But these stark preferences tend not to be reflected at the polls. Generation X, millennials and the postmillennial generation (born 1997 and after) comprise a majority of voting-eligible adults, according to Pew. But if history is any guide, they won’t cast a majority of votes in November. In the past four midterm elections, for example, millennials between the ages of 18 and 24 voted at a rate of just 20 percent, the Pew data shows.
Fotter said the explanation lies not in the characterization of young people as a “self-absorbed, selfie-obsessed generation” but rather in the pervasive belief that political participation has no meaningful impact. That, he said, is where Swift’s message could change minds. In the process, he added, young people could help redeem social media as a tool of political engagement in a moment of skepticism about foreign interference and the spread of false news.
“If Taylor Swift is able to convince millennials that their votes matter, that could make a huge difference,” he said.
Experts said there was reason to be skeptical.
Measuring the impact of individual endorsements on turnout and candidate support can be difficult, said Sarah Anzia, a political scientist at the University of California at Berkeley. There is some evidence that Obama benefited specifically from Oprah Winfrey’s endorsement in the 2008 Democratic primary, she said. But in a general election, it’s unlikely that young Republicans would switch sides because of a celebrity endorsement.
Still, the low turnout rate among young voters suggests there is potential for mobilization, she said. “When the voter turnout of a particular group or in particular kinds of elections tends to be very low,” Anzia said, “a little push might actually make a bit of a difference.”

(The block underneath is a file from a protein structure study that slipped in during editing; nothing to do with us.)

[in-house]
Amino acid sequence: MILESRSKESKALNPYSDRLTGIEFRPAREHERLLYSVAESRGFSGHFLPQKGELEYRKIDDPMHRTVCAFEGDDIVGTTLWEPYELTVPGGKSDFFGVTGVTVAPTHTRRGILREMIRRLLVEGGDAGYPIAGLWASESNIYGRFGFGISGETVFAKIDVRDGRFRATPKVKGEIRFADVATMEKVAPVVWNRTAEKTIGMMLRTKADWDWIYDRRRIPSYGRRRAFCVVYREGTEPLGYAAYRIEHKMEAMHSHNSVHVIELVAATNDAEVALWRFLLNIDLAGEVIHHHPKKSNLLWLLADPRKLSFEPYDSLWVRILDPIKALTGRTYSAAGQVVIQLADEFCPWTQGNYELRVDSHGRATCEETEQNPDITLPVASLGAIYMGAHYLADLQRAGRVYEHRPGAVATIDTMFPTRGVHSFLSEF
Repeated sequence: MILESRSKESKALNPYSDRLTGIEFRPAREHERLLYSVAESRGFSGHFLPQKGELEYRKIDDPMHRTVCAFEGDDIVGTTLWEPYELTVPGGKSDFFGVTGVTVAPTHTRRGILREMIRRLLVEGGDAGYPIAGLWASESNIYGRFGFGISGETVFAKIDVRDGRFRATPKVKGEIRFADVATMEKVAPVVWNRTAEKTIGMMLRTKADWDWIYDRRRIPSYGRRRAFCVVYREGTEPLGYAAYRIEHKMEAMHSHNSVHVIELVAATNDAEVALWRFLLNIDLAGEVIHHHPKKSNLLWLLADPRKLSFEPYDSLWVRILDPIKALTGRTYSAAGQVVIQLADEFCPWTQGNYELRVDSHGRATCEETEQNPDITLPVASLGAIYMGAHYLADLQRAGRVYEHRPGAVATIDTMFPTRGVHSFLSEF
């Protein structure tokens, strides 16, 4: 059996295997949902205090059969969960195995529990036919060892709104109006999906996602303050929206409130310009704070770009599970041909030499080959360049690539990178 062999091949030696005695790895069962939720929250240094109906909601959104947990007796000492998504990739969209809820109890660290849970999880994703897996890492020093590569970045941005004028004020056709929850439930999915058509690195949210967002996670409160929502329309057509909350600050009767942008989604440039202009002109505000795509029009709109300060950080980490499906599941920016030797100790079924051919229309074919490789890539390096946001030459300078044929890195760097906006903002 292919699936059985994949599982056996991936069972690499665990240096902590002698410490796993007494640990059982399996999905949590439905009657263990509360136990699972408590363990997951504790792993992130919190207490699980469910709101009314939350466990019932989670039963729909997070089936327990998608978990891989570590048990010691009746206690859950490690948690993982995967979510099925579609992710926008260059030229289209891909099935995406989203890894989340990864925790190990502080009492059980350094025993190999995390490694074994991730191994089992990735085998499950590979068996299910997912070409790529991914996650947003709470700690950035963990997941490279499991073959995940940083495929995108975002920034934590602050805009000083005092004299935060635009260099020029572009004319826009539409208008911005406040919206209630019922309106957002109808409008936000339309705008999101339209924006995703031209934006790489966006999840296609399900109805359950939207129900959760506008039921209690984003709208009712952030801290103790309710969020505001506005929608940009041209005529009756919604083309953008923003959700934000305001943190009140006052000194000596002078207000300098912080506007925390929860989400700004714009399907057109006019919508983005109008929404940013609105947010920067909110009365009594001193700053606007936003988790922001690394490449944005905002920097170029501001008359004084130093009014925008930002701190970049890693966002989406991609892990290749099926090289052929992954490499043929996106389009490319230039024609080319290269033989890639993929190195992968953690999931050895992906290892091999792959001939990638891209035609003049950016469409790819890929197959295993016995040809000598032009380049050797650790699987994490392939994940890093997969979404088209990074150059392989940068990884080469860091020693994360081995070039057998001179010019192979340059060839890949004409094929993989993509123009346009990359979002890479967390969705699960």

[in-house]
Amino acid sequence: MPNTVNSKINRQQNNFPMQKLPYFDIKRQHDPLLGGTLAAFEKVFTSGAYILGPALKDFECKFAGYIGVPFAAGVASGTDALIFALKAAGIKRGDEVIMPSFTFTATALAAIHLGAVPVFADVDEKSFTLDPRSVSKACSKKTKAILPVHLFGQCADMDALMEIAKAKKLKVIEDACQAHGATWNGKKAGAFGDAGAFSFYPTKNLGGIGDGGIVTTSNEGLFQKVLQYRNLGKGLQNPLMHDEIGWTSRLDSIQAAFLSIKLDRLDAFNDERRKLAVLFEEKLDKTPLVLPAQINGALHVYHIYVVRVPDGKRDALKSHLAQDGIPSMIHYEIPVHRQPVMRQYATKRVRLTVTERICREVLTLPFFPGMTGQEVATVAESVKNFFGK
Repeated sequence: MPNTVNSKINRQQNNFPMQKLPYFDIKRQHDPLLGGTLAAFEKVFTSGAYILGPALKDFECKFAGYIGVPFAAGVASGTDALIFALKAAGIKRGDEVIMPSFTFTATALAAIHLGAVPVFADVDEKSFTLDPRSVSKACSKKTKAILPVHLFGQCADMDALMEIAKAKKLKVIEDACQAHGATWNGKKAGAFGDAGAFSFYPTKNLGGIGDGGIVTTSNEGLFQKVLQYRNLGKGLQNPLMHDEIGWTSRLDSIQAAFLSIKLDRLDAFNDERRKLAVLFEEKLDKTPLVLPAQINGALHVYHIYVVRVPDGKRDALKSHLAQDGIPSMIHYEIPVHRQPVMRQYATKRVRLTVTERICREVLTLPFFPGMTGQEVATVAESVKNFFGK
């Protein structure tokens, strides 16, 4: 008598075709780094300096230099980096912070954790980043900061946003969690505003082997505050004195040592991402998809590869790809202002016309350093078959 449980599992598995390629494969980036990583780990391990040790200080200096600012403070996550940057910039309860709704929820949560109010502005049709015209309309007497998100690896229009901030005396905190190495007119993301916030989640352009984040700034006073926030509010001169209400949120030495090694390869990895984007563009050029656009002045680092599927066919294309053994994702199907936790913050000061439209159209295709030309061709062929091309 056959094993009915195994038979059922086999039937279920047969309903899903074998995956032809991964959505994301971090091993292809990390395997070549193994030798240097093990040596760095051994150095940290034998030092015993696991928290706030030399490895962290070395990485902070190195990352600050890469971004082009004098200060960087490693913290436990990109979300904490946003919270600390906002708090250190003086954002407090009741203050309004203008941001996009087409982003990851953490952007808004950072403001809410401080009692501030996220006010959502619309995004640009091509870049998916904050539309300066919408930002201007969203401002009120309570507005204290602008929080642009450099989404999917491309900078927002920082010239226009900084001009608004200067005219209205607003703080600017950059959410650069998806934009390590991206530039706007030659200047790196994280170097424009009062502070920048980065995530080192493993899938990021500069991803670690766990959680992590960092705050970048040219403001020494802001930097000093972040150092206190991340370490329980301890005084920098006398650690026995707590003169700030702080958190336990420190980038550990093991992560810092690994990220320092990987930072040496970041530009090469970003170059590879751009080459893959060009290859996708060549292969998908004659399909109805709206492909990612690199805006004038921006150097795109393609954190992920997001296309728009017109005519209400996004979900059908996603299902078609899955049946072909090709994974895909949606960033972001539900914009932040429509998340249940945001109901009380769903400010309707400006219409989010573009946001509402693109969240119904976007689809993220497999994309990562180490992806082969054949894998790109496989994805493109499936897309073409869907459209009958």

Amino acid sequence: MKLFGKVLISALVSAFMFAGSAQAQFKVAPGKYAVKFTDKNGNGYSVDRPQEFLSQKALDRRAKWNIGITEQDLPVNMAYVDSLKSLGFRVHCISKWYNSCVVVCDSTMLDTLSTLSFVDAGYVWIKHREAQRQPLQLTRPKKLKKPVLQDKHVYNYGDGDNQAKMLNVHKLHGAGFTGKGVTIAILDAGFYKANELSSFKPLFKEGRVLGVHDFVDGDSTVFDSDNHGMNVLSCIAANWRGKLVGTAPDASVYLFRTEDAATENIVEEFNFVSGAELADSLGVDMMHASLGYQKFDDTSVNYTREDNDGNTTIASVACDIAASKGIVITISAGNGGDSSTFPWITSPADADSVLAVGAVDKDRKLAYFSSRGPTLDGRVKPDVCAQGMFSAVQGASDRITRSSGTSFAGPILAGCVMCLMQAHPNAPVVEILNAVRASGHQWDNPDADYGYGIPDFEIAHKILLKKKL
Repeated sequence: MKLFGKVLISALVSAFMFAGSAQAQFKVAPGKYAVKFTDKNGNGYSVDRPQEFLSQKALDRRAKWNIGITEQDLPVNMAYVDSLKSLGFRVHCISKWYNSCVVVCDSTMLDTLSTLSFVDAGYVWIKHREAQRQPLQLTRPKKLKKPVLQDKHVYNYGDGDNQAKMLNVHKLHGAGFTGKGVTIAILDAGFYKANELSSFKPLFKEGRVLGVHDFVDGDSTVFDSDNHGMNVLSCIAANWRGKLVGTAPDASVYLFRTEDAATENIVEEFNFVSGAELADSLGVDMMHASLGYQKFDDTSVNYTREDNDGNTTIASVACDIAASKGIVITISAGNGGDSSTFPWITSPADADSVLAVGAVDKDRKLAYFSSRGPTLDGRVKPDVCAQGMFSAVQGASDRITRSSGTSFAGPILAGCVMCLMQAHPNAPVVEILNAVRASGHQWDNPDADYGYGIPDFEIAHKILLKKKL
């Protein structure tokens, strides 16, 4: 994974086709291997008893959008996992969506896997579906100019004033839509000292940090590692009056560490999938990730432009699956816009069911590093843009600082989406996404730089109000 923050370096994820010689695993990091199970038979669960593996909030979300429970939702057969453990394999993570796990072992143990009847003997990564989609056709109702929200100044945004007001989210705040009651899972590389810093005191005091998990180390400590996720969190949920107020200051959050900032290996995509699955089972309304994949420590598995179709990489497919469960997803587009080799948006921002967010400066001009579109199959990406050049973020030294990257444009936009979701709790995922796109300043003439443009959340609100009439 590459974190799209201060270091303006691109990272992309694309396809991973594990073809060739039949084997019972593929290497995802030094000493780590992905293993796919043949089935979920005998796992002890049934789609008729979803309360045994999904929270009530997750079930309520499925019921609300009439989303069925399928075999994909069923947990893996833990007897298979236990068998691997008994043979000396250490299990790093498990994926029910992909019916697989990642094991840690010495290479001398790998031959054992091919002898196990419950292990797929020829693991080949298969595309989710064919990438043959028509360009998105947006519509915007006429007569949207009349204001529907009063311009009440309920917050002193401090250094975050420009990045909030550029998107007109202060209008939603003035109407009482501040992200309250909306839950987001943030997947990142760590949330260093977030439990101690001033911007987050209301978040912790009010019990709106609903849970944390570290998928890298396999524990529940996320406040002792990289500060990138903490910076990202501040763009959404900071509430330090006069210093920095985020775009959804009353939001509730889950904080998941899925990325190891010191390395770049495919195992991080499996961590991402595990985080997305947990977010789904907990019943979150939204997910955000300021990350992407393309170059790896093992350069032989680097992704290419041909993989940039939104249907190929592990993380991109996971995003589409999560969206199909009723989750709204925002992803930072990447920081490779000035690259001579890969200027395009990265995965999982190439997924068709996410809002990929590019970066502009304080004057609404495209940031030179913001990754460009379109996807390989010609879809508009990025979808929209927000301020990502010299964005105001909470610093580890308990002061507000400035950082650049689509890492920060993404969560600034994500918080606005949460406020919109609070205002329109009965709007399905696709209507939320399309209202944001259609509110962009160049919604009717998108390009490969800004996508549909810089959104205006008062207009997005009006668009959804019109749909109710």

Kitterman, the student in Chattanooga, said the impact could be greater because of the demographics of Swift’s fan base. Critics previously speculated that her silence stemmed from her reluctance to alienate red-state fans. Some even suggested she had a kinship with the 45th president based on her interest in score-settling — a dominant theme of some of her most popular songs — and her alt-right following.
Last year, the American Civil Liberties Union scolded her for threatening to sue a California blogger who accused the singer of being associated with white supremacy. And in an editorial, the Guardian called her an “envoy for Trump’s values.”
For these reasons, Kitterman said, Swift is difficult to dismiss as an elite celebrity blindly loyal to the Democrats. Her country aesthetic, as well as her prior reluctance to wage political battle, set her apart.
“Her reach is a lot broader than many other famous people,” said Kitterman, who has lived his whole life in Tennessee. “She embodies country values, and she’s saying, ‘Tennessee is not a state of hate. It’s a state of love.’”
For others, Swift’s decision to get political was already proof of the power of young people.
“I think her endorsement is less about motivating potential young voters to vote and more about young voters motivating her to speak up,” said Jen Ramos, the communications director for the Texas Young Democrats. “She’s seen, like the rest of us, how important these decisions are to communities who’ve been begging for people of privilege to do the right thing.”